The actual game text is less illiterate, although stylistically about the most bare-bones thing imaginable, than this inauspicious start suggests. Implementatiowise, though, it's far weaker: clearly significant objects, like the hole in the ground, the obstructions on the slide and dead-end, and the glass wall, are not recognized as nouns.

The game goes rapidly downhill, from a storycraft perspective, after the first few rooms. The initial section is vaguely acceptable, although if opening the grey door was supposed to be an interesting puzzle, I have to admit I brute-forced it and don't know what the correct way to solve the puzzle was, if that wasn't it. But after being dumped in a maze with undescribed rooms, and having to perform an action with an object which is neither particularly usable for that action nor relevant to the obstacle in question, I'm not terribly impressed. Room descriptions stop making any particular sense, exits aren't implemented, and the quality generally declines from its already marginal standard, to the point that the walkthrough doesn't work (also, the fact that the walkthrough contains a command which specifically excludes a heavy object from being picked up suggests the author knew it wasn't immobile like it was supposed to be, and didn't bother to fix it).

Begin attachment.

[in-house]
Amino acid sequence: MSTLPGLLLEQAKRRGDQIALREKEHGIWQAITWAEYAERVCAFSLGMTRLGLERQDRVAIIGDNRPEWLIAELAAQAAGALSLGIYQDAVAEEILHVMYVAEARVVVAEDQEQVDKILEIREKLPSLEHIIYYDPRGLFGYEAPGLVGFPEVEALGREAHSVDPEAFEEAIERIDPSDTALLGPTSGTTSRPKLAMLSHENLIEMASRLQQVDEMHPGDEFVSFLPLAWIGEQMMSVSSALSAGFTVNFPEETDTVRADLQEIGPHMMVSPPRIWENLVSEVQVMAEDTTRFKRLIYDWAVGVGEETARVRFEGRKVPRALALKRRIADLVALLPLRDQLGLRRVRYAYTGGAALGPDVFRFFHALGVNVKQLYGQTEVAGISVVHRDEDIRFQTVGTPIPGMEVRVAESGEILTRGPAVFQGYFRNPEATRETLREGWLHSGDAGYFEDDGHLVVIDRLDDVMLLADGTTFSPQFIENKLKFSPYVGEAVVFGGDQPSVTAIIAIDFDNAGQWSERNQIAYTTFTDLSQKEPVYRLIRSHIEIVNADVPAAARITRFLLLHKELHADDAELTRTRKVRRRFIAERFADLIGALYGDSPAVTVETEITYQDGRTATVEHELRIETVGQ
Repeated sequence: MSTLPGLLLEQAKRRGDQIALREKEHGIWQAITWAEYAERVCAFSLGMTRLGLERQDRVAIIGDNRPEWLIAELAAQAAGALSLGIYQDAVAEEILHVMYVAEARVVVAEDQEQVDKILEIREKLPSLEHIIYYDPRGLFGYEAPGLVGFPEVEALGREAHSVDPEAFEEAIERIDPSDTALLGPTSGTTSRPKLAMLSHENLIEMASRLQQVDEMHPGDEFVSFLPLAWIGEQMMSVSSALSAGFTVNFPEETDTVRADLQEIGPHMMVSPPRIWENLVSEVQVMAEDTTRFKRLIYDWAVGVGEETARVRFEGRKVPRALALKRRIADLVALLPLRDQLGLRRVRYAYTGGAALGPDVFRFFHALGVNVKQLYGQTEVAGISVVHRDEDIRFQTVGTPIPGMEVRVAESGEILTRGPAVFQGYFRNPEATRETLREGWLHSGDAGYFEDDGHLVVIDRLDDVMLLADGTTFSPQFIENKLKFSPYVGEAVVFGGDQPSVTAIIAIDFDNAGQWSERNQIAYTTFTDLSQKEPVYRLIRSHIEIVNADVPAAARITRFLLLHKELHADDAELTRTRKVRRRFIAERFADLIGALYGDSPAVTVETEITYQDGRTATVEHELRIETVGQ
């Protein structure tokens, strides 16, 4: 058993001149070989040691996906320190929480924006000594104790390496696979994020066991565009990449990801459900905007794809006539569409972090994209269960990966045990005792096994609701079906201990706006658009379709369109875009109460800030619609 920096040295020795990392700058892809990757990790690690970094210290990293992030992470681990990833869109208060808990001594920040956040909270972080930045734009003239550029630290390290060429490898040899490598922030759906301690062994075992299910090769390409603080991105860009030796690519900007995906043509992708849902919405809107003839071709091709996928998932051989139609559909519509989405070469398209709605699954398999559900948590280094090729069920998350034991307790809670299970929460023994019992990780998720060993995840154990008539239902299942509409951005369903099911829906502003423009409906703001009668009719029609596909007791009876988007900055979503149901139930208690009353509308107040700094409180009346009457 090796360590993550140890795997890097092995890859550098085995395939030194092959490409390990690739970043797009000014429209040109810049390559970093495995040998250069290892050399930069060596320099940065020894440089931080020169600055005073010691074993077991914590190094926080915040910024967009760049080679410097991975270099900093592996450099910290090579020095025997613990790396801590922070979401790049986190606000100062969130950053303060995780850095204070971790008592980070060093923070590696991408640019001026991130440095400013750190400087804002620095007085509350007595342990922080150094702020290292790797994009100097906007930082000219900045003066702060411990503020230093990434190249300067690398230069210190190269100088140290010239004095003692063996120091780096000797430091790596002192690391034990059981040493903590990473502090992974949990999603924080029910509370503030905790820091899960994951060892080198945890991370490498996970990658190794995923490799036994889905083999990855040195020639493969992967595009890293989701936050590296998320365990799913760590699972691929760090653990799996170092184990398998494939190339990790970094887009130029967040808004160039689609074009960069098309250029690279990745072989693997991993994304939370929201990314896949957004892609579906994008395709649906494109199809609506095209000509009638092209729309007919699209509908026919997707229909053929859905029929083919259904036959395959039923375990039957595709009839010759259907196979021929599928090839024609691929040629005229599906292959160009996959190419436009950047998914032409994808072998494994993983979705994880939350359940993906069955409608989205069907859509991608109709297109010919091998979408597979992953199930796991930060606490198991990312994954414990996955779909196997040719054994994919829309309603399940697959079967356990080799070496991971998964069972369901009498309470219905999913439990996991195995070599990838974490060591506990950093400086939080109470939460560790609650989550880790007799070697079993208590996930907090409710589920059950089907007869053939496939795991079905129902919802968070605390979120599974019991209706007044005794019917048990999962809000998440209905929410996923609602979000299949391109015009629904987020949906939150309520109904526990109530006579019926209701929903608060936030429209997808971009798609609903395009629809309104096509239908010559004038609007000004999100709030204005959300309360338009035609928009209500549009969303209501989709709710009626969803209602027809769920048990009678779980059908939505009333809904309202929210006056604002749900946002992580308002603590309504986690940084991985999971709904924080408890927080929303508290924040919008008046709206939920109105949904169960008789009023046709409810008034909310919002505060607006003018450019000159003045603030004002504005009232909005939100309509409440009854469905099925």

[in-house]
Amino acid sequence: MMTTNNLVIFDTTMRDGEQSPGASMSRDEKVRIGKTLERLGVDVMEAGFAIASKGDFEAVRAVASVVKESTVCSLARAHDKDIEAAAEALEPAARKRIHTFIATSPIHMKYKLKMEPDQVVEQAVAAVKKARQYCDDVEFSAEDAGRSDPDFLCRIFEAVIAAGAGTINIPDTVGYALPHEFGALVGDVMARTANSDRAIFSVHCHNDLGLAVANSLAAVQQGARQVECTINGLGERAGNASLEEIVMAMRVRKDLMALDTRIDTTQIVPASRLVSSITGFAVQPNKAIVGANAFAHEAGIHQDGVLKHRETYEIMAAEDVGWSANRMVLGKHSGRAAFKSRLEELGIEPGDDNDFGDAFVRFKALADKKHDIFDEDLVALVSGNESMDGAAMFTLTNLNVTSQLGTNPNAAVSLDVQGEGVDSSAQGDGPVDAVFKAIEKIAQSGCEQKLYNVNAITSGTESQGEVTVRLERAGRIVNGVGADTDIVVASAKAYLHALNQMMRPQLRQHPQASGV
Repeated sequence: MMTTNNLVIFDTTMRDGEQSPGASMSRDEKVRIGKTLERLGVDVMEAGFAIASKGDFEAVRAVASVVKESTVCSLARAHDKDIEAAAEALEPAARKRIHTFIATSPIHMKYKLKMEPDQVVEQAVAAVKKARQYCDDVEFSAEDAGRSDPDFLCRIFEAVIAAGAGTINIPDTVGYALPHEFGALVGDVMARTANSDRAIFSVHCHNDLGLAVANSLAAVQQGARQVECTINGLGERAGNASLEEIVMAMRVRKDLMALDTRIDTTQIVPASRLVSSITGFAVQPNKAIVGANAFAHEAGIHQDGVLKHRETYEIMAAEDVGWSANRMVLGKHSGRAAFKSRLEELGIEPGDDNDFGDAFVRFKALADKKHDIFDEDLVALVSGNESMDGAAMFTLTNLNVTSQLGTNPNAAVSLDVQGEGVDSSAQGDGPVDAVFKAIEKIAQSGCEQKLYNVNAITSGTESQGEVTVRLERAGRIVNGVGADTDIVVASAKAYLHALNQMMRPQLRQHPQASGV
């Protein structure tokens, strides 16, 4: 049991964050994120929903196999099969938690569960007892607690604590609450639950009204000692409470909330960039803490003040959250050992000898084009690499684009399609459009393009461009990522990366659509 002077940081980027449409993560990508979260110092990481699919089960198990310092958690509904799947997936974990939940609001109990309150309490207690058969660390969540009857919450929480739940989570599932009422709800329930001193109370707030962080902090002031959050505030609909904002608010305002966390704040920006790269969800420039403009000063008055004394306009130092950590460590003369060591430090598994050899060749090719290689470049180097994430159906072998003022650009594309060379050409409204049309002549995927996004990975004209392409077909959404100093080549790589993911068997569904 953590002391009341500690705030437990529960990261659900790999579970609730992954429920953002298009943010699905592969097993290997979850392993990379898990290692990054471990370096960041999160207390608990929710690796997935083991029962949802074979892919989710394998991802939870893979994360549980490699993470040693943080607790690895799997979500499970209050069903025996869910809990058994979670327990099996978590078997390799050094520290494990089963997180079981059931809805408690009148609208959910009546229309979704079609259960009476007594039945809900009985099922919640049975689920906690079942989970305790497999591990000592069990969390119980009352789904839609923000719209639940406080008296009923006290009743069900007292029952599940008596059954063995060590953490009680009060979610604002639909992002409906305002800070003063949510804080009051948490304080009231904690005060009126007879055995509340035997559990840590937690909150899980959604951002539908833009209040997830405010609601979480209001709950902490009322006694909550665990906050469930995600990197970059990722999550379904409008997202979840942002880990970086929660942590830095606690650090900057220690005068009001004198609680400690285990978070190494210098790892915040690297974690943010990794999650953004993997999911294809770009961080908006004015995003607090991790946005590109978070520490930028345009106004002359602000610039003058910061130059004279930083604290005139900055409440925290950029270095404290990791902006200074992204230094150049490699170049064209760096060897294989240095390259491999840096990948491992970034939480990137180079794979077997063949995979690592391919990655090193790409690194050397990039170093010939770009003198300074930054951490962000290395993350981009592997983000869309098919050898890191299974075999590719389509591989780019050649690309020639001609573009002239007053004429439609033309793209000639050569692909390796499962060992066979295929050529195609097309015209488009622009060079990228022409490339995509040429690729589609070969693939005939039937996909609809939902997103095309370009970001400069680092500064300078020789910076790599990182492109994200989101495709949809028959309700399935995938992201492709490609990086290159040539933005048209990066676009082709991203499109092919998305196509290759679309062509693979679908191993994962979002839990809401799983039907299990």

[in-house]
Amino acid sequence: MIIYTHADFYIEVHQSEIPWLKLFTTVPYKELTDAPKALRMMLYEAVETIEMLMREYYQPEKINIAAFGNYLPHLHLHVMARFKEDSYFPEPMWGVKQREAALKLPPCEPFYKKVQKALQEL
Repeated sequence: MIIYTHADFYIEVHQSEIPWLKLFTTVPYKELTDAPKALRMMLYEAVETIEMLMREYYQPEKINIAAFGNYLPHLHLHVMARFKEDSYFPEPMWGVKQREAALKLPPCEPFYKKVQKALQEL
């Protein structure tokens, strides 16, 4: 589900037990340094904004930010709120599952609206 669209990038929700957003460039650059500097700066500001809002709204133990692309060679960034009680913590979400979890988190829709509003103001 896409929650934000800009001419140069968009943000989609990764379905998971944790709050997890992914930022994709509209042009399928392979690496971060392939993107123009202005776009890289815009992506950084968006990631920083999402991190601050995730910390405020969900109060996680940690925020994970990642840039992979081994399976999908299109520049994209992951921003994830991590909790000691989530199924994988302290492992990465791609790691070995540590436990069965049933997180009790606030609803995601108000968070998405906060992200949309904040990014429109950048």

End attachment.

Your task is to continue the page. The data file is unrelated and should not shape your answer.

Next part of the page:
In a nutshell: this game is not finished. From the coal mine on it is insufficiently implemented even to follow the walkthrough. Please do not release unfinished games to the Comp. Finish them and release them in the off-season or next year. Seriously.

Oh, and, for the reference of other players, the game is winnable in spite of the two unimplemented and apparently necessary exits, but you have to exploit some bugs and idiosyncratic behaviors, and get a little bit lucky.

Rating: 1
Interface